"With close to 600 million people without access to modern-day electricity, it is clear that centralized grid access is not a comprehensive solution for these countries in one of the world's least urban continents," energy secretary Ernest Moniz said Tuesday on a visit to Ethiopia, according to a statement.
"But through solutions including off-grid and small scale energy projects, we can bring electricity to these rural areas," he said.
The commitments, which will total more than $1bn over five years, will include investments in solar and small-scale hydro power stations, training of African specialists and crowdsourcing of funds to support local power providers.
John Podesta, a counselor to Obama, said that falling costs of renewable energy as well as advances in power storage and other technologies had made off-grid options increasingly attractive.
"While the market is still young, it holds great promise to follow the mobile phone in leapfrogging centralized infrastructure across Africa," Podesta wrote on a White House blog.
Obama, on a trip to Africa a year ago, announced that the United States would mobilize $7bn in mostly private funds over five years to bring electricity to at least 20 million more homes and businesses. It is the latest major US initiative for sub-Saharan Africa after former president George W. Bush championed action against AIDS and other diseases.
The electricity effort enjoys broad US support, with the Republican-led House of Representatives approving legislation last month with an even more ambitious goal of bringing electricity to 50 million Africans.
But corporations have pushed for US-backed financial institutions to ease restrictions against funding of carbon-intense projects that contribute to climate change, saying it is unrealistic to ramp up generation in Africa without significant investments in gas and power grids.
Environmentalists have countered that the initiative offers a chance to try a new approach amid predictions that Africa's poorest will be hit hard by climate change.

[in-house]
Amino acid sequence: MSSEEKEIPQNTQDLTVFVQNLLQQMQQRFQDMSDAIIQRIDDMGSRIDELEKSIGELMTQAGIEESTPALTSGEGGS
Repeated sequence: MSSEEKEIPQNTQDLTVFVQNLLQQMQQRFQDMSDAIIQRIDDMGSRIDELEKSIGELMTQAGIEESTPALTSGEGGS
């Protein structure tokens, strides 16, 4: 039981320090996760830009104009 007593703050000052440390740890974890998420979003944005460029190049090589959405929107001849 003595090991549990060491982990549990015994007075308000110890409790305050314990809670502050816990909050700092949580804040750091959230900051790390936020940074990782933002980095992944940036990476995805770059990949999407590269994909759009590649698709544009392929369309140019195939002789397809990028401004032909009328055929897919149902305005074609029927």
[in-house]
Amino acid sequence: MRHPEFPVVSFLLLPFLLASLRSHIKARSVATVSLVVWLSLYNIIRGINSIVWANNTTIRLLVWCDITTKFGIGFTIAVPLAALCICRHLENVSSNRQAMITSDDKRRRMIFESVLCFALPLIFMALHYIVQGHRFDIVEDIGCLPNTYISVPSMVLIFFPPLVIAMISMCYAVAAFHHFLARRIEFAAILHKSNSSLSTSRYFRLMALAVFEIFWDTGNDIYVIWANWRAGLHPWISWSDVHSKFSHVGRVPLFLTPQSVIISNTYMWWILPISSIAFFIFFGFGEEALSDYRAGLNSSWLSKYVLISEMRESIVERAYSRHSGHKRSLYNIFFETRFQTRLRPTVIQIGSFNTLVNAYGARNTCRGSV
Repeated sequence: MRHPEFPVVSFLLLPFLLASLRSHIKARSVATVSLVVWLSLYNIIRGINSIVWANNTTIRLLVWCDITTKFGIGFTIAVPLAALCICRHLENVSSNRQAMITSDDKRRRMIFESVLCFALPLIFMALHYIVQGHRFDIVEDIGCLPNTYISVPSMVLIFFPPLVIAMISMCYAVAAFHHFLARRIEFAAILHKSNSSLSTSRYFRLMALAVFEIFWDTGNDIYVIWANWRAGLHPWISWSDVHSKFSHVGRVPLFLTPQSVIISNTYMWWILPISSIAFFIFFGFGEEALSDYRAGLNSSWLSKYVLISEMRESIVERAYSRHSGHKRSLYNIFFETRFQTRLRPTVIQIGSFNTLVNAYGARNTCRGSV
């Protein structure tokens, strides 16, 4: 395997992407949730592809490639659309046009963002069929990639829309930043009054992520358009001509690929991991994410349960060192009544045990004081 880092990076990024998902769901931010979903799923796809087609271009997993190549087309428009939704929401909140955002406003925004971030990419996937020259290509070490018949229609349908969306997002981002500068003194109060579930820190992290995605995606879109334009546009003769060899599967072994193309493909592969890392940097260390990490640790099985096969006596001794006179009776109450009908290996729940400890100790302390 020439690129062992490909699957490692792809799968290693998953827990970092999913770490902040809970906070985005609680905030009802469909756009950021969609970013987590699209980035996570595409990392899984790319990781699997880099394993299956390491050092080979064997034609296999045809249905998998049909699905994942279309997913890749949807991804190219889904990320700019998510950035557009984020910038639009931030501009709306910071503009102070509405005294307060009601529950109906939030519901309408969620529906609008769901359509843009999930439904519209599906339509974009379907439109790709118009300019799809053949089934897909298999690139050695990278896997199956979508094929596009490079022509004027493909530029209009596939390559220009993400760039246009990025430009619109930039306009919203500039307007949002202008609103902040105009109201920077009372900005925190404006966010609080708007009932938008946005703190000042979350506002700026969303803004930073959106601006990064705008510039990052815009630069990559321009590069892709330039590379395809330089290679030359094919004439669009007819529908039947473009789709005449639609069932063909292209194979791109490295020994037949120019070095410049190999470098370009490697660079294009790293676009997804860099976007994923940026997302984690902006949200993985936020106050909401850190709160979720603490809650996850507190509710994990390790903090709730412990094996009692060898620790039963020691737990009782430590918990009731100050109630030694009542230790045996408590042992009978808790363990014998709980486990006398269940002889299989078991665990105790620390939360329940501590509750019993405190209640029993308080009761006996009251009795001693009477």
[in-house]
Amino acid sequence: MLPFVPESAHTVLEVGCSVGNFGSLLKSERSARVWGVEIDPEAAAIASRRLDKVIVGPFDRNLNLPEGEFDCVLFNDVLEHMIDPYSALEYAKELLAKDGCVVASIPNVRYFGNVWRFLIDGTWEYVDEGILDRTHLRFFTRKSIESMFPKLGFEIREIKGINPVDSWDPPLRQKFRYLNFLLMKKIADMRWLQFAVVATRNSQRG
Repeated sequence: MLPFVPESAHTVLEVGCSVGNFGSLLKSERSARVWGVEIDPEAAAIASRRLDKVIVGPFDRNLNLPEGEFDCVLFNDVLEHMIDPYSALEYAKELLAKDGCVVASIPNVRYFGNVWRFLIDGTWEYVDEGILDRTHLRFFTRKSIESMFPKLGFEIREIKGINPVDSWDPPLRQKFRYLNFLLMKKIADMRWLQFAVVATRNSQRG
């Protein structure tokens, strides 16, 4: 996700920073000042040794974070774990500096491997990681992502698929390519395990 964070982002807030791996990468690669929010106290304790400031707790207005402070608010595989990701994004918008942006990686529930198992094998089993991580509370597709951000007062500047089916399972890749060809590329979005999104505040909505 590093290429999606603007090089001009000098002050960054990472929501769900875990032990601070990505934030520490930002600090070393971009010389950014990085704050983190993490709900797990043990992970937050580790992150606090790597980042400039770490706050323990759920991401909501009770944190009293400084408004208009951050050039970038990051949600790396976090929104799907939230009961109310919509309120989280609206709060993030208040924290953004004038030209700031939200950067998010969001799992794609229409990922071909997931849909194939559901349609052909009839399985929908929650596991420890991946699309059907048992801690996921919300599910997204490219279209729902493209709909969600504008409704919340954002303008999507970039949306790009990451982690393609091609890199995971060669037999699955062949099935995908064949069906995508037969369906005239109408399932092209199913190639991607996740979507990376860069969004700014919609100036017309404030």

Justin Guay of the Sierra Club environmental group hailed the administration announcement as a "big shift," as off-grid energy was initially a small part of Obama's Power Africa initiative. But he said the investment was just a first step and called for further funding of off-grid projects.

Tuesday, 17 June 2014

Four firms submit bids for Sh210bn Uganda oil refinery

The setting up of the planned Uganda oil refinery, in which Kenya has invested Sh6.5 billion, has moved closer to fruition after four firms submitted proposals at the end of last week.
According to a statement from Uganda’s Ministry of Energy and Mineral Development, the firms, which are vying for the role of lead investor, presented proposals for the development of the Sh210 billion refinery.

The four companies are China Petroleum Pipeline Bureau (CPPB), Marubeni Corporation from Japan, RT–Global Resources from Russia and SK Group from South Korea.
“Four of the six shortlisted firms/ consortia have submitted detailed proposals to the Government of Uganda for the role of lead investor/operator for the development of the 60,000 barrels per day oil refinery and related downstream infrastructure in the country,” said the Ugandan Ministry in a statement.
Uganda’s Ministry of Energy and Mineral Development permanent secretary, Mr Fred Kabagambe-Kaliisa said the government was looking for a credible, experienced and financially capable partner to work with Uganda to develop a refinery.
Negotiations to start development are expected to be concluded by the end of September this year.